Assuming you’ve already discussed furniture with your roommate, you may have some pieces that won’t be used in your shared home. Now’s the time to decide what to do with them and implement your plan.

  • Store it: If you have room in your home or garage, make arrangements to move the furniture into your storage area. If not, consider whether outside storage space for the item is worth paying for (not to mention finding someone to move it). You may want to consider the following other options before spending that extra tie and money.

  • Repurpose it: If a piece is really special to you, can you use it elsewhere? For example, an old dresser could become storage in the dining room or in your craft room. An old stereo cabinet might become a bar, or a buffet table out on your patio. The Internet is full of ideas for repurposing antique furniture and knickknacks. If you can’t think of a re-use, consider storing the item—but only if you have the means of transporting it and the cost of storage is significantly less than your monthly income from rent.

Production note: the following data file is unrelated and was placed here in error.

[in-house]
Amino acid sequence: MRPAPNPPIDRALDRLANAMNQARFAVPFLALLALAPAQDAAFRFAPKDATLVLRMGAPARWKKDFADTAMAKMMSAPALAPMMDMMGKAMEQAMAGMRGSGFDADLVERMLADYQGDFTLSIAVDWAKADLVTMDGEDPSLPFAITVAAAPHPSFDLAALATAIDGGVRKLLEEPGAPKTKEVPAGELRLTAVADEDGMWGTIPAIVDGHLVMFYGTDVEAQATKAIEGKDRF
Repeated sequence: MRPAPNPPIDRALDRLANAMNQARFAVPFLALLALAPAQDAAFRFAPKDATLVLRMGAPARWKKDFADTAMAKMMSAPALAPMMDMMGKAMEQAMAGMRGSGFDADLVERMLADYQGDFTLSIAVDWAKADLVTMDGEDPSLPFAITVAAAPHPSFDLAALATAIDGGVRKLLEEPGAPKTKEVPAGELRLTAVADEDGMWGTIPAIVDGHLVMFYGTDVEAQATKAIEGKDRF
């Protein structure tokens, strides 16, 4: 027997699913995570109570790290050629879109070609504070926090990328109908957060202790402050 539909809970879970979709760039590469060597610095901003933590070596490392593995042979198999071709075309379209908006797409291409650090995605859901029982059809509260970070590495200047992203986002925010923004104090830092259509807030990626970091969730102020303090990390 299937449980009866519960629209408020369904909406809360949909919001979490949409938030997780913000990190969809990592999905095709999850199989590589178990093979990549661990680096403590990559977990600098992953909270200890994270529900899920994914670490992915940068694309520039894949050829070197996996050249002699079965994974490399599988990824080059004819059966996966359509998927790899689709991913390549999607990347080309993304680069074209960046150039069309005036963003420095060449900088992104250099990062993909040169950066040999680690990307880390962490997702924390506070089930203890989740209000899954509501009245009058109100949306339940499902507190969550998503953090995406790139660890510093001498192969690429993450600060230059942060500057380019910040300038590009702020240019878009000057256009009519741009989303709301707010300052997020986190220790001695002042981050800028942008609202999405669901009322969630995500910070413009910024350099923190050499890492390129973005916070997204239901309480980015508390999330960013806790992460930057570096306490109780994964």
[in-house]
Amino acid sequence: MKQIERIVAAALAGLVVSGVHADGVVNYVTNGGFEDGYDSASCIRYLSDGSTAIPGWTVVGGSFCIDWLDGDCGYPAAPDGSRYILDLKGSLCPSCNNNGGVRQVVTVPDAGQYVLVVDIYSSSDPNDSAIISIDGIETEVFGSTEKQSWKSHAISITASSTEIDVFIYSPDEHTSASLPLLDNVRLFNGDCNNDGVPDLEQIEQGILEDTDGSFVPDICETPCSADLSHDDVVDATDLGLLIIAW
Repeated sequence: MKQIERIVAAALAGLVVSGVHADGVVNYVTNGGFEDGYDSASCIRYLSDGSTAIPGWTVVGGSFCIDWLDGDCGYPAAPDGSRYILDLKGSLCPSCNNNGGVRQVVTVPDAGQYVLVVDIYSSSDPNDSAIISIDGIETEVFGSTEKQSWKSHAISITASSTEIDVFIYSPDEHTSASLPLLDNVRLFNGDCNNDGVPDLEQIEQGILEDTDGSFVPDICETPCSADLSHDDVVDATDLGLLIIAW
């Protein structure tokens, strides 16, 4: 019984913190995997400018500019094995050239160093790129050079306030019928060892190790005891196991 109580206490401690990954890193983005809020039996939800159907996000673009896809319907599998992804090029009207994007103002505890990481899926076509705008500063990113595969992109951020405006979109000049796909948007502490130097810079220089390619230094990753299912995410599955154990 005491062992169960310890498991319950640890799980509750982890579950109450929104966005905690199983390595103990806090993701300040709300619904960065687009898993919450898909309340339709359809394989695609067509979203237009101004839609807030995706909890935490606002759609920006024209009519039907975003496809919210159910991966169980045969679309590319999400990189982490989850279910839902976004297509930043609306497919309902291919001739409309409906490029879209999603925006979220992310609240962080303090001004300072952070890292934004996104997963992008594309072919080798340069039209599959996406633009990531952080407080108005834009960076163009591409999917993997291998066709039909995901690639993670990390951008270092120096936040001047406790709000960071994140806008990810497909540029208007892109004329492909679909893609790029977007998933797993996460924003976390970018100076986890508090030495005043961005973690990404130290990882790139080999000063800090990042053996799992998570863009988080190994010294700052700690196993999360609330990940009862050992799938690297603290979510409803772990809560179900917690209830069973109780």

• Pass it on: Always ask family members if they want the furniture first. Once, my in-laws showed up at our house with a piano stuffed in their minivan. (Nobody at our house plays piano.)

  • Sell it: Your best bet these days would be to try selling extra things on Next Door, Craigslist or Facebook Marketplace.

  • Give it away: Your local charity shop might appreciate the donation—but you may also have to arrange transportation. Many communities now have Buy Nothing Groups. Some young family might be thrilled to have that old crib and would be happy to come pick it up.

A note about family pianos: Unless you have a really special piano, it’s probably not worth trying to sell it. Demand is not what it used to be, and moving a piano properly is very hard and expensive to do. Your best bet is to offer it for free to your local school district, a Buy Nothing group, Next Door or Facebook Marketplace.

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